The following are selections from Jewish literature about Teshuvah (lit. return, turning, response), the primary occupation of the Jew in the month of Elul beginning Saturday night, August 11, 2018). This is the Hebrew month preceding the High Holidays and the month of Tishrei. There are 40 days from Elul 1 to Tishrei 10 (Yom Kippur) the same amount of time that Moses spent on Mount Sinai receiving Torah.

“Teshuvah is a manifestation of the divine in each human being… Teshuvah means “turning about,” “turning to,” “response” [based on the Hebrew root – shin-vav-bet – return to God, to Judaism, return to community, return to family, return to “self”… Teshuvah reaches beyond personal configurations – it is possible for someone to return who “was never there” – with no memories of a Jewish way of life…Judaism isn’t personal but a historical heritage… Teshuvah is a return to one’s own paradigm, to the prototype of the Jewish person…The act of teshuvah is a severance of the chain of cause and effect in which one wrong follows inevitably upon another…The thrust of teshuvah is to break through the ordinary limits of the self…The significance of the past can only be changed at a higher level of teshuvah – called Tikun – tikun hanefesh – tikun olam…The highest level of teshuvah is reached when the change and correction penetrate the very essence of the sins once committed and create the condition in which a person’s transgressions become his/her merits.” (Gleaned from “Repentance” by Rabbi Adin Steinsaltz)

“Repentance must be preceded by the recognition of seven things: (1) The penitent must clearly recognize the heinousness of what one has done… (2) The penitent must be aware that one’s specific act was legally evil and ignominious… (3) The penitent must realize that retribution for one’s misdeed is inevitable… (4) The penitent must realize that one’s sin is noted and recorded in the book of a person’s iniquities… (5) The penitent must be fully convinced that repentance is the remedy for sickness and the road to recovery from evil deeds… (6) The penitent must conscientiously reflect upon the bounties the Creator had already bestowed, and how the penitent had rebelled against God instead of being grateful to the Eternal… (7) The penitent must strenuously persevere in keeping away from the evil to which s/he had been addicted and firmly resolve in her/his heart and mind to renounce it.” (Bachya ibn Pakuda, Duties of the Heart 7:3)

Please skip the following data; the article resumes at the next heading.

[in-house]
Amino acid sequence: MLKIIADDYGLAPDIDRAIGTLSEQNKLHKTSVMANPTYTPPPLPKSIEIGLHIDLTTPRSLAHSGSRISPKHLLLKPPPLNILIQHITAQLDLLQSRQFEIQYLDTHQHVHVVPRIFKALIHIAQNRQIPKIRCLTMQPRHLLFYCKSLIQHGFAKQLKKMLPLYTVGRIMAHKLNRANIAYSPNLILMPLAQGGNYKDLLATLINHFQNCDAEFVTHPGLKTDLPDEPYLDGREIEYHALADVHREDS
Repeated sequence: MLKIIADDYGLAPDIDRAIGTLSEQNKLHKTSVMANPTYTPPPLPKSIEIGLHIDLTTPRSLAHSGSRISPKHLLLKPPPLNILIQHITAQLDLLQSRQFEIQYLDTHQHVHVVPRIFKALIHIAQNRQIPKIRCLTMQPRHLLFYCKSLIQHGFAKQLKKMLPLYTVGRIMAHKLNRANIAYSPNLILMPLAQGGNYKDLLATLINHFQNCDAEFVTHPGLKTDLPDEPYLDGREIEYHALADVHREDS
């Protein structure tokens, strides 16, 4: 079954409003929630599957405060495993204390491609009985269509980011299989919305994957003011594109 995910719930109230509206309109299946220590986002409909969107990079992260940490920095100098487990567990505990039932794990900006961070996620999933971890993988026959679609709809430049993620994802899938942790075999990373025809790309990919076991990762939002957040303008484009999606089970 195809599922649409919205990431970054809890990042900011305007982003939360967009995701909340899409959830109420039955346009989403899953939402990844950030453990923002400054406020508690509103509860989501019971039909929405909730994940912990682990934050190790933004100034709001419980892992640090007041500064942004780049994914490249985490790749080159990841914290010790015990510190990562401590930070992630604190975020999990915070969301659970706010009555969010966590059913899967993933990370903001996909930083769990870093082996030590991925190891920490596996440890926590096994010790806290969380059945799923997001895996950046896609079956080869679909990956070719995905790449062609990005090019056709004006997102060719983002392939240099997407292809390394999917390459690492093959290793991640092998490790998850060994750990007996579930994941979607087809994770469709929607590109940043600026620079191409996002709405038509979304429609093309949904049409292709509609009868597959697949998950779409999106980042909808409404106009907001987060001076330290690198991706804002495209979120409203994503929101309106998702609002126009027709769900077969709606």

“One of the foundations of penitence, in human thought, is a person’s recognition of responsibility for one’s actions, which derives from a belief in humankind’s free will. This is also the substance of the confession that is part of the commandment of penitence, in which the person acknowledges that no other cause is to be blamed for one’s misdeed and its consequences but s/he the person alone.” (Rabbi Abraham Isaac Kook)

“For transgressions between one person and another, such as injury, cursing, stealing, and similar offenses, a person is never forgiven until that person gives the other what is owed, and pacifies him/her.” (Maimonides, Mishnah Torah, Laws of Repentance 2:2)

“What is complete teshuvah? When one comes upon a situation in which one once transgressed, and it is possible to do so again, but the person refrains and doesn’t transgress on account of one’s repentance.” (Maimonides, Ibid 2:1)

“Rabbi Eliezer said, “Repent one day before your death.” His disciples asked him, “Does then one know on what day s/he will die?” “All the more reason s/he should repent today, lest s/he die tomorrow.” (Talmud, Shabbat 53a)

“One’s perspective is enlarged through penitence…All that seemed deficient, all that seemed ugly in the past, turns out to be full of majesty and grandeur as a phase of the greatness achieved through the progress of penitence… Moreover, it is necessary to identity the good that is embodied in the depth of evil and to strengthen it – with the very force wherewith one recoils from evil. Thus will penitence served as a force for good that literally transforms all the wrongdoings into virtues.” (Rabbi Abraham Isaac Kook)

“Rabbi Abbahu said, “In the place where penitents stand, even the wholly righteous cannot stand.” (Talmud, B’rachot 34b)